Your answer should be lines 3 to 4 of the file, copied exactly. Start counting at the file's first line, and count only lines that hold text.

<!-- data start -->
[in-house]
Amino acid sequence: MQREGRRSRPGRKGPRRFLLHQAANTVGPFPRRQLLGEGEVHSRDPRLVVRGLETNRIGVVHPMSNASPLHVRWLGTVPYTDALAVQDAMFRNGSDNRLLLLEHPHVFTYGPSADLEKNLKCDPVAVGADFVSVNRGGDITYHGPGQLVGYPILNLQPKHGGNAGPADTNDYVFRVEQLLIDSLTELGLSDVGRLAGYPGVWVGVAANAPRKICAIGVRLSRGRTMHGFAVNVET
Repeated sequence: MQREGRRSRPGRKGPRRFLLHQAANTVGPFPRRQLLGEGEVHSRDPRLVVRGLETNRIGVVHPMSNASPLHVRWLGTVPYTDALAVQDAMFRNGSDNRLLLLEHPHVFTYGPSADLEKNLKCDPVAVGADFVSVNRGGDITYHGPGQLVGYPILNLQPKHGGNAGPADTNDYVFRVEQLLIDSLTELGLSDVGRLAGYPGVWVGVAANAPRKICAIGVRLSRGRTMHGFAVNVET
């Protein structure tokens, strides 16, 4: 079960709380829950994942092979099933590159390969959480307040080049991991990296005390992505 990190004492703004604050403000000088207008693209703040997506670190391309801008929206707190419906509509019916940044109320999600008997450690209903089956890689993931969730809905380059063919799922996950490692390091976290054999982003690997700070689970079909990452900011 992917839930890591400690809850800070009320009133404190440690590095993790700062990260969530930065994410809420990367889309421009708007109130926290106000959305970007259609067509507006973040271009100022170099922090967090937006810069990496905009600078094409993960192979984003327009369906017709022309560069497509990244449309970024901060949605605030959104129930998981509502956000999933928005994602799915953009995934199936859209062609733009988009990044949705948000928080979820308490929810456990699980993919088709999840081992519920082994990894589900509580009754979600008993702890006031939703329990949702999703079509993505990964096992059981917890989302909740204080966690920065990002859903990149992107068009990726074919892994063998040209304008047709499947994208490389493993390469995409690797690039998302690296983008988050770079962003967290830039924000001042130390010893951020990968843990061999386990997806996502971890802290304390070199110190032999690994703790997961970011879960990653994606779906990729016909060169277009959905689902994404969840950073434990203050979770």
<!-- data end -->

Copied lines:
Repeated sequence: MQREGRRSRPGRKGPRRFLLHQAANTVGPFPRRQLLGEGEVHSRDPRLVVRGLETNRIGVVHPMSNASPLHVRWLGTVPYTDALAVQDAMFRNGSDNRLLLLEHPHVFTYGPSADLEKNLKCDPVAVGADFVSVNRGGDITYHGPGQLVGYPILNLQPKHGGNAGPADTNDYVFRVEQLLIDSLTELGLSDVGRLAGYPGVWVGVAANAPRKICAIGVRLSRGRTMHGFAVNVET
């Protein structure tokens, strides 16, 4: 079960709380829950994942092979099933590159390969959480307040080049991991990296005390992505 990190004492703004604050403000000088207008693209703040997506670190391309801008929206707190419906509509019916940044109320999600008997450690209903089956890689993931969730809905380059063919799922996950490692390091976290054999982003690997700070689970079909990452900011 992917839930890591400690809850800070009320009133404190440690590095993790700062990260969530930065994410809420990367889309421009708007109130926290106000959305970007259609067509507006973040271009100022170099922090967090937006810069990496905009600078094409993960192979984003327009369906017709022309560069497509990244449309970024901060949605605030959104129930998981509502956000999933928005994602799915953009995934199936859209062609733009988009990044949705948000928080979820308490929810456990699980993919088709999840081992519920082994990894589900509580009754979600008993702890006031939703329990949702999703079509993505990964096992059981917890989302909740204080966690920065990002859903990149992107068009990726074919892994063998040209304008047709499947994208490389493993390469995409690797690039998302690296983008988050770079962003967290830039924000001042130390010893951020990968843990061999386990997806996502971890802290304390070199110190032999690994703790997961970011879960990653994606779906990729016909060169277009959905689902994404969840950073434990203050979770």